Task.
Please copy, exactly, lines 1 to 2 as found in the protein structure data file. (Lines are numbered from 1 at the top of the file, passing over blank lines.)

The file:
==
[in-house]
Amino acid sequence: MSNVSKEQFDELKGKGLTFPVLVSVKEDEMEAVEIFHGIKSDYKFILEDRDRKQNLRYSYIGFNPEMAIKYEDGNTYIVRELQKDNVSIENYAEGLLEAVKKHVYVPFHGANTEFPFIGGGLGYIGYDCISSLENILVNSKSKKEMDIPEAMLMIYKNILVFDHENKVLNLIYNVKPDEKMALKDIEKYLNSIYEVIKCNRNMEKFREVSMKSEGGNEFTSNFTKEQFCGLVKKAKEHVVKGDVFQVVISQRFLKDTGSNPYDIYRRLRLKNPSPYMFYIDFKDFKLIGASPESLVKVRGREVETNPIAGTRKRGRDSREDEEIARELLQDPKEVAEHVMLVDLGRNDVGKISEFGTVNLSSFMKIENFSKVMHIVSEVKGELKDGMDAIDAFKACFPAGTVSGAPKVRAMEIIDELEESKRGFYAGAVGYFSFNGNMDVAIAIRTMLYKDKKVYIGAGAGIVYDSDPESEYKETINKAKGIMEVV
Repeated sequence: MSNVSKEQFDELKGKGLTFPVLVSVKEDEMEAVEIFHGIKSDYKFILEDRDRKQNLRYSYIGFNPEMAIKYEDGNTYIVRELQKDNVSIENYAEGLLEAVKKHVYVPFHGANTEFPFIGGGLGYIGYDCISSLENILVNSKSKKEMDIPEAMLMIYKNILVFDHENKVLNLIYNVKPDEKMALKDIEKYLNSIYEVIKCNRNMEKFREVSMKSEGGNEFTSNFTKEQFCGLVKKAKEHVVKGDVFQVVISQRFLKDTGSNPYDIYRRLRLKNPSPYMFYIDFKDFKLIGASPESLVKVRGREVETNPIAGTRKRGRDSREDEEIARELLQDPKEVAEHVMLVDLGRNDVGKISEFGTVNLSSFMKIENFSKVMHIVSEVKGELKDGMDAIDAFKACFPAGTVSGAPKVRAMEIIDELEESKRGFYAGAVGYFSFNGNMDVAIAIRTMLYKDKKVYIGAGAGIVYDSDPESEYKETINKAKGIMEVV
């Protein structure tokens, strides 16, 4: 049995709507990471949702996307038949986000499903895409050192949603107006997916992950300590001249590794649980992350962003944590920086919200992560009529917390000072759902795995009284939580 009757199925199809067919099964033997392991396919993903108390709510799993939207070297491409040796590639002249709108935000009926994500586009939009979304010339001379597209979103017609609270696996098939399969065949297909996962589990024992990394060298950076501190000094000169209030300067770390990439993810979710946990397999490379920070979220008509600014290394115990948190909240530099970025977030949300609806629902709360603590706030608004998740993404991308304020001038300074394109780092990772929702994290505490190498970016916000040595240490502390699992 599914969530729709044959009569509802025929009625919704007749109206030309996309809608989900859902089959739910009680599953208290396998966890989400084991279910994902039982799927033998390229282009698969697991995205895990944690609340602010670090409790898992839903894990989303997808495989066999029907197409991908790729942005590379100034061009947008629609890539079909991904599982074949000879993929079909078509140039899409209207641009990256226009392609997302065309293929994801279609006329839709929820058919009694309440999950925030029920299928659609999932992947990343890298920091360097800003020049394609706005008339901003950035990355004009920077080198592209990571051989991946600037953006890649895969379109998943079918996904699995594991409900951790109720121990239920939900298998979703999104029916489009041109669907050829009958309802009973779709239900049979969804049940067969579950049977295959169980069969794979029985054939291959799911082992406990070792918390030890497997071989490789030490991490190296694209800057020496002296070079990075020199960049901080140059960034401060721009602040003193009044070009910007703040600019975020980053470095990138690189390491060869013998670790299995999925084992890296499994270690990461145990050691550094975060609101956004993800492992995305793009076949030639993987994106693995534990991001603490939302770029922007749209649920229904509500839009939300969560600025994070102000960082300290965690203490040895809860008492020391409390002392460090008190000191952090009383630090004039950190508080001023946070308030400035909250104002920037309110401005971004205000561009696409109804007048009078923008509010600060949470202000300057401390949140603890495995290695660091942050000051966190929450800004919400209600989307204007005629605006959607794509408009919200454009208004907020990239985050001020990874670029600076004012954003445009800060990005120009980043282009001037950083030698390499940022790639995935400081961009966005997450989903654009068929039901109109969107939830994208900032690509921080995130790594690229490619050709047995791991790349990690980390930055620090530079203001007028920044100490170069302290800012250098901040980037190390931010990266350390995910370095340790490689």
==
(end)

[in-house]
Amino acid sequence: MSNVSKEQFDELKGKGLTFPVLVSVKEDEMEAVEIFHGIKSDYKFILEDRDRKQNLRYSYIGFNPEMAIKYEDGNTYIVRELQKDNVSIENYAEGLLEAVKKHVYVPFHGANTEFPFIGGGLGYIGYDCISSLENILVNSKSKKEMDIPEAMLMIYKNILVFDHENKVLNLIYNVKPDEKMALKDIEKYLNSIYEVIKCNRNMEKFREVSMKSEGGNEFTSNFTKEQFCGLVKKAKEHVVKGDVFQVVISQRFLKDTGSNPYDIYRRLRLKNPSPYMFYIDFKDFKLIGASPESLVKVRGREVETNPIAGTRKRGRDSREDEEIARELLQDPKEVAEHVMLVDLGRNDVGKISEFGTVNLSSFMKIENFSKVMHIVSEVKGELKDGMDAIDAFKACFPAGTVSGAPKVRAMEIIDELEESKRGFYAGAVGYFSFNGNMDVAIAIRTMLYKDKKVYIGAGAGIVYDSDPESEYKETINKAKGIMEVV